6. All The Queen’s Horses (series 2)
The RCMP’s famous equitation team are held ransom on board a train in this bonkers episode which sees Fraser grow closer to his boss Meg Thatcher and the glorious return of Leslie Nielsen’s Buck Frobisher, who gets the shock of his life in the form of his old dead friend Bob Fraser. With Ray’s help they need to save a whole train of unconscious mounties! Totally barmy, including a good sing song, but certainly good fun.
7. Perfect Strangers (series 3)
This episode has a few elements that bring together everything that made Due South so good. The story is interesting (two murders, two suspects, but with tight alibis) and it also requires Ray and Fraser to travel to Canada, resulting in Ray being exposed first hand to the politeness of Canadians in their home territory. His reactions to that always make me laugh! It makes a change for him to be the odd one out and not Fraser, who also finds himself in an awkward situation with Inspector Thatcher, as she starts to want a child and wants him to be part of the process. Good fun all round.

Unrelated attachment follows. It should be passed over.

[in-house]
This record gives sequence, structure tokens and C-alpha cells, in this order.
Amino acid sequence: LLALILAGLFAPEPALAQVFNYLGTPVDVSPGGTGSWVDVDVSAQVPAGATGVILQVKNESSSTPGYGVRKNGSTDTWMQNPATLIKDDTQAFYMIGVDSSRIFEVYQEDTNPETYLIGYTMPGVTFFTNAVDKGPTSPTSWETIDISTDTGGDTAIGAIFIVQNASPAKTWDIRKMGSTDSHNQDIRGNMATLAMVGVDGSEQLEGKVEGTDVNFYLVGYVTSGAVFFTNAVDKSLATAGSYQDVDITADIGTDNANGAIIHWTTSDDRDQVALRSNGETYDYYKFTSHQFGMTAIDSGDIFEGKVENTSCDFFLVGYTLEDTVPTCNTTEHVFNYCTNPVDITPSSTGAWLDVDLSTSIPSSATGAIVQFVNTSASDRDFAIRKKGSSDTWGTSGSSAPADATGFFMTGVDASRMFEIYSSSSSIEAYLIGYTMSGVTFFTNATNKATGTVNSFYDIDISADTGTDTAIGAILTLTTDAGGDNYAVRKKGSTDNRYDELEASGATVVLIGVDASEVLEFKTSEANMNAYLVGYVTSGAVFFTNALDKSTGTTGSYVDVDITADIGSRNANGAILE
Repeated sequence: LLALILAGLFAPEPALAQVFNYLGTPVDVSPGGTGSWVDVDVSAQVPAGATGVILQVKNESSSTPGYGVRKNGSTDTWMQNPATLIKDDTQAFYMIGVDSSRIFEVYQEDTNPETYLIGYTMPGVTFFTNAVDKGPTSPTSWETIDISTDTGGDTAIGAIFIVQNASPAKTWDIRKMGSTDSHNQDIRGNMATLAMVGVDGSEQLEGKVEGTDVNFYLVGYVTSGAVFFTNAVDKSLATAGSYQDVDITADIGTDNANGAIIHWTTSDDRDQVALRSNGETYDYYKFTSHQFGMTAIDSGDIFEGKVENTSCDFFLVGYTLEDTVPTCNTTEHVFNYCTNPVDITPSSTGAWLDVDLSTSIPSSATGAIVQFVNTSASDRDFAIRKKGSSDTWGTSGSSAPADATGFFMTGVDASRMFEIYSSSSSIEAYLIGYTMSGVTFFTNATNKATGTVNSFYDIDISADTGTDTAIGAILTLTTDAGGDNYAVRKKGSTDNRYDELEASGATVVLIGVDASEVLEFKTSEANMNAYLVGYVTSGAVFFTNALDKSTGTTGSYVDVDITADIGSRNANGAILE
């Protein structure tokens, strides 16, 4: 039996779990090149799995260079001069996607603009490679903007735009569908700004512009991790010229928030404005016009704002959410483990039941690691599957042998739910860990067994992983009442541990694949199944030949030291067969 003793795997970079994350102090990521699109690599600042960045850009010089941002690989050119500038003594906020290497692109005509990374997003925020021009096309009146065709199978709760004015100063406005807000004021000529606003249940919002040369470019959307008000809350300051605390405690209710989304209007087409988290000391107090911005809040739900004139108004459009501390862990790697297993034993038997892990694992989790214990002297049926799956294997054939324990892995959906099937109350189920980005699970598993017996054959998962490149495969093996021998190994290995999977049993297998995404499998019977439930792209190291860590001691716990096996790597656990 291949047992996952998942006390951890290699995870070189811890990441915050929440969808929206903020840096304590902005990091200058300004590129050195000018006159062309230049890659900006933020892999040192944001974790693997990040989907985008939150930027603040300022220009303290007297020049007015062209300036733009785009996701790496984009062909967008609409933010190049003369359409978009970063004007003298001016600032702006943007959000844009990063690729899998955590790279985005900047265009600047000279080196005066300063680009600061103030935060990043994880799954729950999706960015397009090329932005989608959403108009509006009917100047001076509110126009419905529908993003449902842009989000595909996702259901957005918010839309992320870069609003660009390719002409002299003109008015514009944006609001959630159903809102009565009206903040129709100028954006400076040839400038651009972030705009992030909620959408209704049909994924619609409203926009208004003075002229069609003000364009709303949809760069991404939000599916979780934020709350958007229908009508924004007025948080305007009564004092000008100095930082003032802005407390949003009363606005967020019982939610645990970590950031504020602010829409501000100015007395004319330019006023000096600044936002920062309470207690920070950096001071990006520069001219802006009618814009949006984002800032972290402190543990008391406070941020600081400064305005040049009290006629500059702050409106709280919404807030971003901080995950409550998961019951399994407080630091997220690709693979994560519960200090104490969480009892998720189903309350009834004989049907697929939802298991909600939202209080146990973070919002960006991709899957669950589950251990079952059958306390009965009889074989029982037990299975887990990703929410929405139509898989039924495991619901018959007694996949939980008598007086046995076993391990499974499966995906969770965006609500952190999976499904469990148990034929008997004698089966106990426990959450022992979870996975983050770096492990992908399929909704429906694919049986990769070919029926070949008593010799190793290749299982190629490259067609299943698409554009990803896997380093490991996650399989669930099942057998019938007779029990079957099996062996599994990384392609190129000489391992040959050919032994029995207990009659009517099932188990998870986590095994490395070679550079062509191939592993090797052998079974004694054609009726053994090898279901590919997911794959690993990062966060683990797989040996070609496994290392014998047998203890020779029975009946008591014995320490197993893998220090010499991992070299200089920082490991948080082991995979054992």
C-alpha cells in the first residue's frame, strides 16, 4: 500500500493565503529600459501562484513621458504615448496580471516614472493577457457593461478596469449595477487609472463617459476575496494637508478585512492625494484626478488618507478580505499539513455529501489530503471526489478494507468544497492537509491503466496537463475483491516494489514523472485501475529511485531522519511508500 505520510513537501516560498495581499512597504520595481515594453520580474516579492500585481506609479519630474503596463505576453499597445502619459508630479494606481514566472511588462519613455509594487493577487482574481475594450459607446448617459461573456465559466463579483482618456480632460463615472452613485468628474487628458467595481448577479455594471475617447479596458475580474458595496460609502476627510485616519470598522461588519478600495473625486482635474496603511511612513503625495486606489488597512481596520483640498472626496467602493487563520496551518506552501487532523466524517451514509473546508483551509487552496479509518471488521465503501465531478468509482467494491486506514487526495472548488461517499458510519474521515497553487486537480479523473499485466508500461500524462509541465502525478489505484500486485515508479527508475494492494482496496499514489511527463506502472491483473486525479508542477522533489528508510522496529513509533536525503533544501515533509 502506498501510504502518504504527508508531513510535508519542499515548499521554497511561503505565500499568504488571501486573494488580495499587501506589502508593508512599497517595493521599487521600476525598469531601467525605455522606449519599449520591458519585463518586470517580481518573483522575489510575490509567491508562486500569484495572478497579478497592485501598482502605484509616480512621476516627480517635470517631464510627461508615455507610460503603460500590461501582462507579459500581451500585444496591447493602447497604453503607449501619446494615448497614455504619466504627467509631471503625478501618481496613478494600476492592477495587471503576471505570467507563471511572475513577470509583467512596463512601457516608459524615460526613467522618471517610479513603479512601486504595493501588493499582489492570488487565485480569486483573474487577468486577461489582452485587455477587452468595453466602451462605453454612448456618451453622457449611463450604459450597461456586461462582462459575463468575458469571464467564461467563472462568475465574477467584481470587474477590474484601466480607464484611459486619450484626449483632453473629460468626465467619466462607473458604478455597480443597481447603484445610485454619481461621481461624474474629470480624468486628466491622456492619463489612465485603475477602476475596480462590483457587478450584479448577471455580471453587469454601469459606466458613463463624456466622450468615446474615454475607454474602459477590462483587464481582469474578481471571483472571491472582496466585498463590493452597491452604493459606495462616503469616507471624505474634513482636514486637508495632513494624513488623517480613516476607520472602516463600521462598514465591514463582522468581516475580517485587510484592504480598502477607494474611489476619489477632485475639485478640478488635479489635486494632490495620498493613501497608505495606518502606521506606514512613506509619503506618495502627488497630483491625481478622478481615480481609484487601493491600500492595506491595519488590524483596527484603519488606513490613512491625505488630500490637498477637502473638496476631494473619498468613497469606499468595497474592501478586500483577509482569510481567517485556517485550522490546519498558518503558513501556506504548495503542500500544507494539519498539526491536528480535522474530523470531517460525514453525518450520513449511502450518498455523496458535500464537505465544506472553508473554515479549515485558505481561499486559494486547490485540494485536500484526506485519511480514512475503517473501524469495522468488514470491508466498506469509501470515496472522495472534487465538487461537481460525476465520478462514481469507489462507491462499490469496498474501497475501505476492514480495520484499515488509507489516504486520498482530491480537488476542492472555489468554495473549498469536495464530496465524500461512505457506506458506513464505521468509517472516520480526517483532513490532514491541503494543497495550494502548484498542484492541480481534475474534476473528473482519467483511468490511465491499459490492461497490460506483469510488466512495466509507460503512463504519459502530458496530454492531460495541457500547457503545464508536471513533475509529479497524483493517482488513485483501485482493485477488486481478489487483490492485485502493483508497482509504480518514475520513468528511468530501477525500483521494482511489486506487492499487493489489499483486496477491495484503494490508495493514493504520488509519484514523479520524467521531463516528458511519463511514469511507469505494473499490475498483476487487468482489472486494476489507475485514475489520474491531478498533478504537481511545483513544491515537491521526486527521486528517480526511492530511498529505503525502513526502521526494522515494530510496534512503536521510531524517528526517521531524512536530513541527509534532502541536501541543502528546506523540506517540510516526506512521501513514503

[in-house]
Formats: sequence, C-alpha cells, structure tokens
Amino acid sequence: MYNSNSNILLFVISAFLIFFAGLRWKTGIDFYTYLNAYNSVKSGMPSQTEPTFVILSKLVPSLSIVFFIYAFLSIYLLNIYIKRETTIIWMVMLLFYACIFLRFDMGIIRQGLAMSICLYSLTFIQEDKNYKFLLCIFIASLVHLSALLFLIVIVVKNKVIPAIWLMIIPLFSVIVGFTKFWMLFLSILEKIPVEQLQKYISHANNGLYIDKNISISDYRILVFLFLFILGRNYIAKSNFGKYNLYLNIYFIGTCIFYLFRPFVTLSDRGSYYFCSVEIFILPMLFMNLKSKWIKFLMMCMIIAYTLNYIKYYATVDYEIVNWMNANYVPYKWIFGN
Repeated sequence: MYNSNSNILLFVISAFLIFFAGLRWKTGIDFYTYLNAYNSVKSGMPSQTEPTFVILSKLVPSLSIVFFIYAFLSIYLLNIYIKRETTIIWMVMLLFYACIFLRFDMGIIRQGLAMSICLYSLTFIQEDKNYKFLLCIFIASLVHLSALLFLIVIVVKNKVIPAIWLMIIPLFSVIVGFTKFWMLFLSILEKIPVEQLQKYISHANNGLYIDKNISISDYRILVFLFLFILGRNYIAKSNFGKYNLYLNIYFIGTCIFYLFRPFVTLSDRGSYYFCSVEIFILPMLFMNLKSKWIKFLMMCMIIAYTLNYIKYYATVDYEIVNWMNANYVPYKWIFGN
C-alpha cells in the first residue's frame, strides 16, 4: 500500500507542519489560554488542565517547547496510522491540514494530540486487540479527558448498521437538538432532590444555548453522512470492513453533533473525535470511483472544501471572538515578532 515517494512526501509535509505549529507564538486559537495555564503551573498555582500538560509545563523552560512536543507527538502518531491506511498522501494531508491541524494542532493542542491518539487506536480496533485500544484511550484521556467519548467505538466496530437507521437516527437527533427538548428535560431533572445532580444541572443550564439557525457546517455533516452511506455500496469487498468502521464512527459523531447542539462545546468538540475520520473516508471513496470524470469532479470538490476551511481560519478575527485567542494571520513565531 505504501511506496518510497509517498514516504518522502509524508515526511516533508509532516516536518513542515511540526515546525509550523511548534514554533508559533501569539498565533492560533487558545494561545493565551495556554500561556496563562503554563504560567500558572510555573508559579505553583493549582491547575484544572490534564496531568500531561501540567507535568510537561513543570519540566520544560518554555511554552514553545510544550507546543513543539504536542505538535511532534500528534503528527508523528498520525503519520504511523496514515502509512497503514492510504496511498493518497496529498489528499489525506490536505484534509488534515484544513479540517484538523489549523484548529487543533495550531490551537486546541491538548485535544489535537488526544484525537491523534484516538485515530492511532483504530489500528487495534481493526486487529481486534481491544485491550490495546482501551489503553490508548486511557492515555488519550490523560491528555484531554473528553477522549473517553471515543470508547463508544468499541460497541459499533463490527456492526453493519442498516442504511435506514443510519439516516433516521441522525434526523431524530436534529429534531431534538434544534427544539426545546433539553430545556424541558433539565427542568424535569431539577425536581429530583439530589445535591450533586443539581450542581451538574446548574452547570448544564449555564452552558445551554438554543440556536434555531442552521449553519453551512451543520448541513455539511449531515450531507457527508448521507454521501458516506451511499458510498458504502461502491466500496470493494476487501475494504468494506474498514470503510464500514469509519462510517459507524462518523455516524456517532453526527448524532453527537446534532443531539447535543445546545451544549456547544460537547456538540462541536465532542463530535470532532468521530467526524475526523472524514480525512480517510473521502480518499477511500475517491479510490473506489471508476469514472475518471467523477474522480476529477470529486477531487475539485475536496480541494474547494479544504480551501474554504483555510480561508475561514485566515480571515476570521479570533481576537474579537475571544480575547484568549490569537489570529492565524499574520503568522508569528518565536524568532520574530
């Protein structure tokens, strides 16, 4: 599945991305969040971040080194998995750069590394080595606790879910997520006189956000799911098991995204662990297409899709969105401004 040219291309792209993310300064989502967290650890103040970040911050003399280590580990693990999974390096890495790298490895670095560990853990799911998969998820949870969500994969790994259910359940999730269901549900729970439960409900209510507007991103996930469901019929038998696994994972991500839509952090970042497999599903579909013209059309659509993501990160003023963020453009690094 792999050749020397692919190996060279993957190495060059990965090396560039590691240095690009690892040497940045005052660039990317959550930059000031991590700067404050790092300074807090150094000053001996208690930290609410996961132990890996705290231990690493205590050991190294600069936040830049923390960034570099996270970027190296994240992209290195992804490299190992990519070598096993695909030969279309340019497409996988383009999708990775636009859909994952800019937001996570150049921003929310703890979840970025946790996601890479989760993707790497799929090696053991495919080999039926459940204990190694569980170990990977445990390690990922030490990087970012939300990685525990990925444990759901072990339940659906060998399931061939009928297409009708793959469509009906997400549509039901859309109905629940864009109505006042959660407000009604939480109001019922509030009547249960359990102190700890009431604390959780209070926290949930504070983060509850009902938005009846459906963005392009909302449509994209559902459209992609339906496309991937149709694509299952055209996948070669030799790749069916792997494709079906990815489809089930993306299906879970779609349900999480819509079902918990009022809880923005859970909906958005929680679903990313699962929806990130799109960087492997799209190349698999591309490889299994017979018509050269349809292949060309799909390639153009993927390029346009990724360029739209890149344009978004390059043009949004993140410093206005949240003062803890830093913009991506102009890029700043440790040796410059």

8. The Man Who Knew Too Little (series 1)
This series one episode never fails to make me laugh, as Fraser escorts an uncooperative witness back to Canada to testify and poor Ray ends up tagging along, despite his holiday plans. The banter between Ray, Fraser and Ian (Rino Ramano) is very funny, as are the scenes where Ray and Fraser have to track Ian on foot (the duck line is a Due South classic). Episodes like this one had such great material for David Marciano. Then of course there is the fate of Ray’s precious car. Poor poor Ray.
9. Call of The Wild (series finale)
I was quite sad when Due South ended. It had been saved with help from the BBC before but the end of the third (split in to two series for the UK) saw us bid farewell to our favourite mountie. It was lovely to see David Marciano back as the real Vecchio, as I doubt it would have felt right without him. Watching Fraser say goodbye to his parents was very poignant, as his father finally moves on to the next life with his wife, while Fraser and Kowalski head off for more adventures.
10. A Cop, A Mountie and a Baby (season 1)
Benton Fraser with a baby. I needn’t really say more about this episode in which a mother scared for her child leaves him in the back of Ray’s famous green Buick. Seeing Fraser and Ray looking after the baby is just too cute to not be included here!
Hopefully this post will make those fans out there reach for the DVDs to watch their favourite episodes and hopefully I have tempted those new to the show to give it a go. Here’s a great youtube video of the show’s opening and closing theme and titles to get you in the mood!
That’s all from me, but in the words of a mountie we all know and love – Thank you kindly!